Hopefully this is useful info.
I saw this as well. Interesting read. I am certainly a believer that processed foods (or ultra processed foods, a newer term) are the main drivers of obesity in our society. I don’t recall the exact numbers, but they account for the majority of calories in the average American’s diet.
But observationally, I have some questions about this.
- A “double burger” from a fast food place (let’s use the Double Jack as an example) has 43 grams of protein. Sure, there are 830 calories, but still that’s a reasonable amount of protein. It seems to me that this doesn’t satiate people. They’ll still down a bag of large fries and something sweet, like a soda or ice cream, despite having already consumed a relatively large amount of protein (especially for a non-lifter/athlete).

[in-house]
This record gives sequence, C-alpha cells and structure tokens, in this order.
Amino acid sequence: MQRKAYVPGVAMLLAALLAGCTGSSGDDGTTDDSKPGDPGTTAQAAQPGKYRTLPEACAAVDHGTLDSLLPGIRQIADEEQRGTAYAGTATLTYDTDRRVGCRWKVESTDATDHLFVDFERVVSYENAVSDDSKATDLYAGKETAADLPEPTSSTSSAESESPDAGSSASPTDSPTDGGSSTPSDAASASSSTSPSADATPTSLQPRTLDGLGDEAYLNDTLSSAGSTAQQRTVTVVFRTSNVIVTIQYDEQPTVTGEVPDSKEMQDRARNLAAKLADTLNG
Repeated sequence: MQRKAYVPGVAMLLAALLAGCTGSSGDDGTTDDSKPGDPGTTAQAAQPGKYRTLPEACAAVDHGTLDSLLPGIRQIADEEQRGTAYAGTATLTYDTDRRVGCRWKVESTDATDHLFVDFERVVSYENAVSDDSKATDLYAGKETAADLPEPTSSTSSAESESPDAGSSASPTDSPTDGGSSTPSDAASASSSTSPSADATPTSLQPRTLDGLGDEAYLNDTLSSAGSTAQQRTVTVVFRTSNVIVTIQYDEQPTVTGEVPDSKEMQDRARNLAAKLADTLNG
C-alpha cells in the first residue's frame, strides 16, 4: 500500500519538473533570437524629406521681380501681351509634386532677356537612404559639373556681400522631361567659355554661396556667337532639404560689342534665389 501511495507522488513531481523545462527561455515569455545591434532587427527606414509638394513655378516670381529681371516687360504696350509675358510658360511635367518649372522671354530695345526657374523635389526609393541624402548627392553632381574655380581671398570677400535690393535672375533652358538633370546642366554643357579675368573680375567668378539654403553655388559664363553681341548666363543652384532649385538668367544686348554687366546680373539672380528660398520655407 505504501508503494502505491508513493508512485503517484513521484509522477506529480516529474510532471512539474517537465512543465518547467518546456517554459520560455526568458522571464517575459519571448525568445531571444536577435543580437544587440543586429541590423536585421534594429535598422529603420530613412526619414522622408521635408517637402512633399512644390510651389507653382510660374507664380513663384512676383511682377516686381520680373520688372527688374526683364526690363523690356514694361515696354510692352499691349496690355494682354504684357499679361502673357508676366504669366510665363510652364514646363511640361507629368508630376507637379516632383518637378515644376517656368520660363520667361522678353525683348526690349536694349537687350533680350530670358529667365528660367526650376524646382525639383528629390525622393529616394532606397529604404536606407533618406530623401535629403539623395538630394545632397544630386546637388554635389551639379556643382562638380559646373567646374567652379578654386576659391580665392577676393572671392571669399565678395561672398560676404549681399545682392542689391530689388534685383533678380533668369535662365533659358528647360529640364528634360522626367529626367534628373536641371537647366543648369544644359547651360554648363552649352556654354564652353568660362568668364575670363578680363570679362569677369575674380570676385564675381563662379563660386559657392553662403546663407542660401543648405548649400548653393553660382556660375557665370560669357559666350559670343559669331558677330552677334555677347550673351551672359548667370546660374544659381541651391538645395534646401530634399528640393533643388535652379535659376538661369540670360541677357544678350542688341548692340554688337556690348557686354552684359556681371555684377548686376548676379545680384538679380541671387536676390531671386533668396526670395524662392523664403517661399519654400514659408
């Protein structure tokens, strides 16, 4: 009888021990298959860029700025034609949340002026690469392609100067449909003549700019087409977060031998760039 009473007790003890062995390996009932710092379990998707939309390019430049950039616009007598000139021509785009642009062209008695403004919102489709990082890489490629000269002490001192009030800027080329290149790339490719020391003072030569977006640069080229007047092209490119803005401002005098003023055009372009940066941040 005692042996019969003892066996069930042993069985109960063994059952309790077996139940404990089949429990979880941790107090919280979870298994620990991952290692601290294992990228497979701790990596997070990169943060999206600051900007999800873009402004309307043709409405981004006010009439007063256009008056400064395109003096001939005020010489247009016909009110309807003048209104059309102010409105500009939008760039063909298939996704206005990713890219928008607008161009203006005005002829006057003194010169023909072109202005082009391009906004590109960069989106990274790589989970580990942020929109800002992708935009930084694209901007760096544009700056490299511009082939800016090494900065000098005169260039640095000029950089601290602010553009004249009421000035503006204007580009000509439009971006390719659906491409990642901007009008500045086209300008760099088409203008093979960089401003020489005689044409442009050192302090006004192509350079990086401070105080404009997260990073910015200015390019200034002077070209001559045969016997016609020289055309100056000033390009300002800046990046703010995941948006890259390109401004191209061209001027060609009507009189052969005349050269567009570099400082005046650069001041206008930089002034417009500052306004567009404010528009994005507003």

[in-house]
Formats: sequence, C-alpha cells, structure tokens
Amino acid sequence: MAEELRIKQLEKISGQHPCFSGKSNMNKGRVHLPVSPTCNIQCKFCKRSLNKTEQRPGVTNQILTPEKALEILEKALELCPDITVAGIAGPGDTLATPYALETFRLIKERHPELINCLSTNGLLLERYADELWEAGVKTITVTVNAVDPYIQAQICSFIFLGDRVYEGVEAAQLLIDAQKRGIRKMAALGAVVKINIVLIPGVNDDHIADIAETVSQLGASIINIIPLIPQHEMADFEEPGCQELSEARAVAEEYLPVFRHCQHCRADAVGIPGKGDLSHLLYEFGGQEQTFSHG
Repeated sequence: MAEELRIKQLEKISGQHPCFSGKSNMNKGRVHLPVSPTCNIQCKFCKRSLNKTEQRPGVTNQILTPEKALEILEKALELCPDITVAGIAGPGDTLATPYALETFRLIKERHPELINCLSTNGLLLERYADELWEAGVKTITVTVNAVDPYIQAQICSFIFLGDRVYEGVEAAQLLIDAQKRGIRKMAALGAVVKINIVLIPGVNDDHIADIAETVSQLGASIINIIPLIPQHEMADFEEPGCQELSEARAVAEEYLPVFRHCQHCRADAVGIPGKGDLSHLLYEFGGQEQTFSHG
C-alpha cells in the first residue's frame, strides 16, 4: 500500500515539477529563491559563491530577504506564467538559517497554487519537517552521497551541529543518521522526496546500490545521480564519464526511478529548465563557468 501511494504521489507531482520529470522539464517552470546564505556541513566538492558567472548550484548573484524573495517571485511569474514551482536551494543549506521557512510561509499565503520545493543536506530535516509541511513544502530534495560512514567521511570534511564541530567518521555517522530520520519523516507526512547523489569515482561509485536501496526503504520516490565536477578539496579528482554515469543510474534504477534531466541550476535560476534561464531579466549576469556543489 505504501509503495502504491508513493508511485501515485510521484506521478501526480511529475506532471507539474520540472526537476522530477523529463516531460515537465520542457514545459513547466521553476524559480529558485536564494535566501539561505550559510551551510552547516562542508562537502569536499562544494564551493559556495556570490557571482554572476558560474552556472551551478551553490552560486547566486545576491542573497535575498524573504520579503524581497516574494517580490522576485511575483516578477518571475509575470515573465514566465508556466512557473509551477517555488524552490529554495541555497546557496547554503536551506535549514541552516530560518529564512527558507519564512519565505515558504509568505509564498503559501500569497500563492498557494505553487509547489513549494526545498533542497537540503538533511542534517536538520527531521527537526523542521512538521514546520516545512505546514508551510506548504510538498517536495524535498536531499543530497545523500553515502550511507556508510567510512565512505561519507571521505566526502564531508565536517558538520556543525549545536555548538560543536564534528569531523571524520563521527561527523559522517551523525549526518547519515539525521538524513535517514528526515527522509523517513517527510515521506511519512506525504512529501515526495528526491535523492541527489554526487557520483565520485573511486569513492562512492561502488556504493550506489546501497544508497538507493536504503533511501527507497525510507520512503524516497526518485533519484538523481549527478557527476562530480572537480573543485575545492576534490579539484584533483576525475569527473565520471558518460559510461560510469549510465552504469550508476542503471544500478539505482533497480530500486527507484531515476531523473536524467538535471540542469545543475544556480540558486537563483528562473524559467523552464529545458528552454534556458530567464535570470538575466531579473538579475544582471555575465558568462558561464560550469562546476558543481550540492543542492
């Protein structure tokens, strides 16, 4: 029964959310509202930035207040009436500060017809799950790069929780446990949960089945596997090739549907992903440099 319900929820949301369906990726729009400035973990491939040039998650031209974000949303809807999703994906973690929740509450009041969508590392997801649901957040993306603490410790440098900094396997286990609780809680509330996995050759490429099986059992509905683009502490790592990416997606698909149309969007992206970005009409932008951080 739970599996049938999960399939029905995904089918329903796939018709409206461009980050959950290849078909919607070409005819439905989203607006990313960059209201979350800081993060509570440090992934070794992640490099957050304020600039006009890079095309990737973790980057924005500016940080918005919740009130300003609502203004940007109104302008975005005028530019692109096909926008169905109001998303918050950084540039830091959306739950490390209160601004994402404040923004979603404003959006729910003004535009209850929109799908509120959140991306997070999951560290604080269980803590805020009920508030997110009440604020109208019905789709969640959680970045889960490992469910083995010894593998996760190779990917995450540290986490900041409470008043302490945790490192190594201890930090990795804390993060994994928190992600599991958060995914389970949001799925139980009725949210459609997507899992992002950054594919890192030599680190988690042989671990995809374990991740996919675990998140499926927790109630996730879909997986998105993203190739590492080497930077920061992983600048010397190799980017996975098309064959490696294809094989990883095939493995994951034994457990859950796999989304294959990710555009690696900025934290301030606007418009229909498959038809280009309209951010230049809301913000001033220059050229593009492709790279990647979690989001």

- My wife (who does not do much strength training) is not a large person. She eats mostly vegetarian but pretty much only whole foods: broccoli, pineapple, oats, rice, beans, and the like. Despite a not-high-protein-diet, I don’t see her overeat on these because they are whole, real foods. (While n=1 is not compelling, this extends to others that eat similarly. In the Bay Area, there are plenty of them).
So, to me, I think there is validity in the article but I believe it has more to do with our bodies not being adapted to eating highly palatable ultra processed foods that are calorie dense and nutrient poor, and are made of fractionated food stuffs.